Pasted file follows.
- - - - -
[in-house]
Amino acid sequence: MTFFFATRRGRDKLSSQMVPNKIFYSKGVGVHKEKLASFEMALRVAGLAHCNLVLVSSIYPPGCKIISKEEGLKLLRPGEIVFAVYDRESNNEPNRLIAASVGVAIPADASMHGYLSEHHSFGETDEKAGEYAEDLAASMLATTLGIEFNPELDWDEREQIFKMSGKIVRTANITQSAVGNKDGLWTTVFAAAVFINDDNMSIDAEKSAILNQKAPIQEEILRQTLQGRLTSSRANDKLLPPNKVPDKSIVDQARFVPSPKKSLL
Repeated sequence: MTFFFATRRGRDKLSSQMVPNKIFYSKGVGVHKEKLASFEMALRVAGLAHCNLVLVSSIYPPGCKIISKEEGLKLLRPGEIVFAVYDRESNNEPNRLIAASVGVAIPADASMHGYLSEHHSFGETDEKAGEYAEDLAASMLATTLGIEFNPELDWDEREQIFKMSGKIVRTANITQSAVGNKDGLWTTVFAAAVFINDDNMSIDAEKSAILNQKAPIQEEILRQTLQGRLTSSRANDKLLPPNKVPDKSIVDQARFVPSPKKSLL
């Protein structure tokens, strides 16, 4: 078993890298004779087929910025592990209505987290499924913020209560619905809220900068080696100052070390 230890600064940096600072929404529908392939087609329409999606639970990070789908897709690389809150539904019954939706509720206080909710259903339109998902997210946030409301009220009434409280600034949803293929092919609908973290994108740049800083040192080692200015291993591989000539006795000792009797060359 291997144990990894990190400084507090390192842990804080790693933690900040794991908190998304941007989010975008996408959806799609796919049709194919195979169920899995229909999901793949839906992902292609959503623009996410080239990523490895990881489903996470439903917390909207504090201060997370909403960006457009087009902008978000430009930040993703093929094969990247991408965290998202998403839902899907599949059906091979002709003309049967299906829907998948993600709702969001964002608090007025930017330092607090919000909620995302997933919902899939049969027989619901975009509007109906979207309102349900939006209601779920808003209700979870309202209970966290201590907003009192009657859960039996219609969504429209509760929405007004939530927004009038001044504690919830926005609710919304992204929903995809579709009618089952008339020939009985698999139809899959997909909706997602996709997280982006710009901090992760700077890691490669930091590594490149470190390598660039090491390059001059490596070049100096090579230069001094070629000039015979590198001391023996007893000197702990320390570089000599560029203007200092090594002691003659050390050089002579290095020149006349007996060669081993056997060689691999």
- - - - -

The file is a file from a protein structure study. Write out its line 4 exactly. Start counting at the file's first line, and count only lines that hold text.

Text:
């Protein structure tokens, strides 16, 4: 078993890298004779087929910025592990209505987290499924913020209560619905809220900068080696100052070390 230890600064940096600072929404529908392939087609329409999606639970990070789908897709690389809150539904019954939706509720206080909710259903339109998902997210946030409301009220009434409280600034949803293929092919609908973290994108740049800083040192080692200015291993591989000539006795000792009797060359 291997144990990894990190400084507090390192842990804080790693933690900040794991908190998304941007989010975008996408959806799609796919049709194919195979169920899995229909999901793949839906992902292609959503623009996410080239990523490895990881489903996470439903917390909207504090201060997370909403960006457009087009902008978000430009930040993703093929094969990247991408965290998202998403839902899907599949059906091979002709003309049967299906829907998948993600709702969001964002608090007025930017330092607090919000909620995302997933919902899939049969027989619901975009509007109906979207309102349900939006209601779920808003209700979870309202209970966290201590907003009192009657859960039996219609969504429209509760929405007004939530927004009038001044504690919830926005609710919304992204929903995809579709009618089952008339020939009985698999139809899959997909909706997602996709997280982006710009901090992760700077890691490669930091590594490149470190390598660039090491390059001059490596070049100096090579230069001094070629000039015979590198001391023996007893000197702990320390570089000599560029203007200092090594002691003659050390050089002579290095020149006349007996060669081993056997060689691999």